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Intellect

Malnourished children still have hope beyond first 1,000 days

BYU research shows early developmental damage is not irreversible

  • Data came from the University of Oxford's "Young Lives" study
  • Study looked at 8,000 children over the first 8 years of their lives
  • Children in the study were from Ethiopia, Vietnam, Peru and India

Children who are malnourished during their first 1,000 days (conception to age 2) often experience developmental setbacks that affect them for life.

To that end, philanthropic groups have funded massive global health initiatives for impoverished infants and pregnant women around the world. While money flows justifiably to this cause, programs for children past the 1,000-day mark are seen as having little hope, and garner less support.

But new research from Brigham Young University is finding that global health workers should not give up on impoverished children after that critical time frame.

In a longitudinal study of 8,000 children from four poverty-laden countries, BYU health science assistant professor Ben Crookston and colleagues found that the developmental damage of malnutrition during the first 1,000 days is not irreversible.

“The first 1,000 days are extremely critical, but we found that the programs aimed at helping children after those first two years are still impactful,” Crookston said.

Specifically, the study found that nutritional recovery after early growth faltering might have significant benefits on schooling and cognitive achievement.

The data for the study, which comes from the international “Young Lives” project led by the University of Oxford, tracked the first eight years of life of children from Ethiopia, Peru, India and Vietnam.

Initially, Crookston and his colleagues found what they expected with the data: Children who had stunted growth (in this case, shorter than expected height at 1 year of age) ended up behind in school and scoring lower on cognitive tests at 8 years of age.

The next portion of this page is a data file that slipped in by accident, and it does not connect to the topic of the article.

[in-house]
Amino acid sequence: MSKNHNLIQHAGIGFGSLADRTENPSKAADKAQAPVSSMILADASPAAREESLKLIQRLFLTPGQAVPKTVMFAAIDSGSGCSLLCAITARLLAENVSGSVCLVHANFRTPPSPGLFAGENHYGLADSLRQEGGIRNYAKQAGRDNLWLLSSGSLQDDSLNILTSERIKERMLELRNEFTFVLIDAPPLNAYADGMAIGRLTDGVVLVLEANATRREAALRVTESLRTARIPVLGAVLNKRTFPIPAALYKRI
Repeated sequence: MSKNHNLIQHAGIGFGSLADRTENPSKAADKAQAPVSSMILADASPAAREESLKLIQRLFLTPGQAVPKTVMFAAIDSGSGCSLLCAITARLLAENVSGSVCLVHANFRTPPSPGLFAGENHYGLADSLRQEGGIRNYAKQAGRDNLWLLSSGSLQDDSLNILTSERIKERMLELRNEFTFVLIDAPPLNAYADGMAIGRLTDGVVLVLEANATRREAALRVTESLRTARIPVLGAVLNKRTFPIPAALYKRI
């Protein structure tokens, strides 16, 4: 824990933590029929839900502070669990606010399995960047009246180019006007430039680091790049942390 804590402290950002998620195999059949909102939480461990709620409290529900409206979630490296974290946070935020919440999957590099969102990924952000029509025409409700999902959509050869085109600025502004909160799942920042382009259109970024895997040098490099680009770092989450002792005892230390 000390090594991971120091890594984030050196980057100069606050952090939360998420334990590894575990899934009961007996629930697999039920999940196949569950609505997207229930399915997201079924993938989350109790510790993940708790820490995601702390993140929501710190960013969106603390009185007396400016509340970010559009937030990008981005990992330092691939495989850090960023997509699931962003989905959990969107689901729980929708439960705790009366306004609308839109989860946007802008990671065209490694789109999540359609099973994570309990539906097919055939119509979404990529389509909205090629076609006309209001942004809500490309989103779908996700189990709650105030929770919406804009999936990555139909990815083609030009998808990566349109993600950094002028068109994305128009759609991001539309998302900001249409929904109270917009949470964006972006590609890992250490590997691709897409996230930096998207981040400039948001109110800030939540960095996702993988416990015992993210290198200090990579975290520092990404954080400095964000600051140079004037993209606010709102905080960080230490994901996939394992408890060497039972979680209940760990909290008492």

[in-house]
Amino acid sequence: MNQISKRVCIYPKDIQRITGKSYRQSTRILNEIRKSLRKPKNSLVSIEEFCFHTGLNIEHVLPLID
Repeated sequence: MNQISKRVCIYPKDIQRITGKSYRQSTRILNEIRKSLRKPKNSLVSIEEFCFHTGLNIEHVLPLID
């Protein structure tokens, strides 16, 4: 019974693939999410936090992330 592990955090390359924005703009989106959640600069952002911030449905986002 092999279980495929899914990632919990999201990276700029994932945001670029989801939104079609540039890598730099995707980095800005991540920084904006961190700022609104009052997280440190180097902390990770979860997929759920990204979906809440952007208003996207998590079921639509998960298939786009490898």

However, kids who experienced “catch-up growth,” scored relatively better on tests than those who continued to grow slowly and were in more age-appropriate classes by the age of 8.

Yale professor Rafael Perez-Escamilla, the director of the Office of Public Health Practice at the Yale School of Public Health, called the study “well-designed” and “robust” in an editorial accompanying the research published in the December issue of the American Journal of Clinical Nutrition.

“The findings from Crookston are in general agreement with previous empirical evidence suggesting the brain is a highly plastic organ with remarkable ability to improve its function, even when interventions start after exposure to nutritional insults during the first 1,000 days of life,” Perez-Escamilla wrote.

BYU’s Crookston said he hopes the study informs better policy and practice so that programs such as preschool lunch (which improves nutrition for preprimary and primary school age children) receive continued support.

“The first 1,000 days is the most critical window, but nutrition should still be a life focus,” he said. “We shouldn’t give up on those kids and we should continue programs because we can still have modest, but meaningful returns.”

Funding for the research came from the National Institutes of Health, the Bill & Melinda Gates Foundation, and Grand Challenges Canada.

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